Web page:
A little early Christmas present for everyone. ;-)
What's in it?
The installer includes the binary, the docs, and a new Silverlight version of our Stoplight quickstart (and no, I didn't port the event broker, anyone want to give it a shot?)
Probably the biggest difference is that Microsoft.Practices.Unity.dll for Silverlight is contained in a single assembly. We've merged the previous ObjectBuilder2, Unity, and StaticFactoryExtension into the one DLL. This resulted in a slightly smaller overall package and a lot more convenience when referencing the container, since you don't have to hunt for multiple DLLs when adding references.
One thing that's not included is the XML configuration assembly, Microsoft.Practices.Unity.Configuration.dll. There's a simple reason for that - Silverlight doesn't support System.Configuration. We'll have to come up with a new configuration file story. I'm toying with some XAML based ideas on this front, but it'll be a while.
Also, the recently released interception mechanism (Microsoft.Practices.Unity.Interception.dll) hasn't yet been ported, so that's not included either. We'd like to include it going forward, but it'll take some work to it working and we didn't want to delay the release.
The container basically performs the same in Silverlight as it does on the Desktop CLR. The container API is identical. There is one minor gotcha: due to the difference in security model in Silverlight, you can only resolve public types through the container. The desktop version lets you do public or internal.
How'd we do it?
Luckily, the Silverlight environment really is very close to the Desktop CLR. It was mainly a case of pulling out references to things that Silverlight didn't support. We'd already started down this road with some work done in version 1.2. Replacing calls to methods that didn't exist on Silverlight with ones that did, for example. I did have to tweak a couple of source files (for things we missed) but it didn't affect the overall code any.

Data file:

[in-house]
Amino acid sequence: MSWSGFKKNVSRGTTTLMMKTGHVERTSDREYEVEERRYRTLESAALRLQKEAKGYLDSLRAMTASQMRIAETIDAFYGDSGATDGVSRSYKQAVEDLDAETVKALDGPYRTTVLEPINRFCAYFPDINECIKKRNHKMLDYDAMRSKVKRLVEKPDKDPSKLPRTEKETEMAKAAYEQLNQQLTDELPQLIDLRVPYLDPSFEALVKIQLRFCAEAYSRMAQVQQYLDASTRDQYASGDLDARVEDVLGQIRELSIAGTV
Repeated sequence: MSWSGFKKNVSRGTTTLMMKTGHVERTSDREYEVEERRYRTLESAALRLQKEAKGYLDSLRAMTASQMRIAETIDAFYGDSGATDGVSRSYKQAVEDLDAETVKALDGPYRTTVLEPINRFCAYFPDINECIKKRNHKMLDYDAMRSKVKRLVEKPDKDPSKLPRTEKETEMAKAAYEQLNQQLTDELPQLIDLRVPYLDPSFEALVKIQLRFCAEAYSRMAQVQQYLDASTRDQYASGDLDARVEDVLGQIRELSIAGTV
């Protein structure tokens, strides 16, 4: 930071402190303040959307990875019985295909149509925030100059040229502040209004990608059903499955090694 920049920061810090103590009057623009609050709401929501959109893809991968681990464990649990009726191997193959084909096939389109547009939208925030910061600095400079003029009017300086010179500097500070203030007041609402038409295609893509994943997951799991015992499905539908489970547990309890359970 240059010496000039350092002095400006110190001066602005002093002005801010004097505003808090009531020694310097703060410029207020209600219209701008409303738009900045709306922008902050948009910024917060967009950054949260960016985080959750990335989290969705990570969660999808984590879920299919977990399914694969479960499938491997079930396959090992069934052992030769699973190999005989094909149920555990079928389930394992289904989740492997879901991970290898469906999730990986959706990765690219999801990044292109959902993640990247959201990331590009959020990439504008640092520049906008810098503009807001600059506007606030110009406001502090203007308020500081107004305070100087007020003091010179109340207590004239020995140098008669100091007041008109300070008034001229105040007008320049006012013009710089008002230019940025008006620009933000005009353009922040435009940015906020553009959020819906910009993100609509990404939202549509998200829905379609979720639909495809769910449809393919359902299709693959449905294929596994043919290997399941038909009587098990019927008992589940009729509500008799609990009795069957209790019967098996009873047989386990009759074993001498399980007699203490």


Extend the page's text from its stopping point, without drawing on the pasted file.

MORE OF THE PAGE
In order to do the port, I started by creating an empty Silverlight project. I then imported the Unity source files into it, and then let the compiler tell me what stuff didn't work. Yes, I'm lazy that way.
The vast majority of the code works for both desktop CLR and Silverlight. There were a couple cases where we needed environment-specific code. Looking at the source, you'll see a few files with the .Desktop.cs or .Silverlight.cs extensions. These are how we marked up the code that was specific to one platform or the other. The .Silverlight.cs files are only included in the silverlight project, and the .Desktop ones are specific to the desktop project. For classes that needed to be tweaked, I used partial classes, with the partial parts in a platform-specific file. The various custom exceptions are probably the biggest example of this. On the Desktop CLR, exceptions should have a serialization constructor and be serializable. Silverlight doesn't support this. So each exception class is a partial class. The serialization details are in a .Desktop.cs file. The Silverlight project simply omits those files and we're good.
The unit test suite has also been ported, and uses the same approach. Not every test from the Desktop suite is included, of course. We excluded everything having to do with configuration, for example (which turned out to be rather a lot of tests). Taking advantage of the very nice Silverlight Unit Testing Framework made it pretty easy to reuse our existing VSTS test suite in the Silverlight environment.
That's up to you! If you're working on a Silverlight project, please download and let us know what you think! What's important for you? Now's the time, as we're currently prepping for the next version of Enterprise Library and Unity.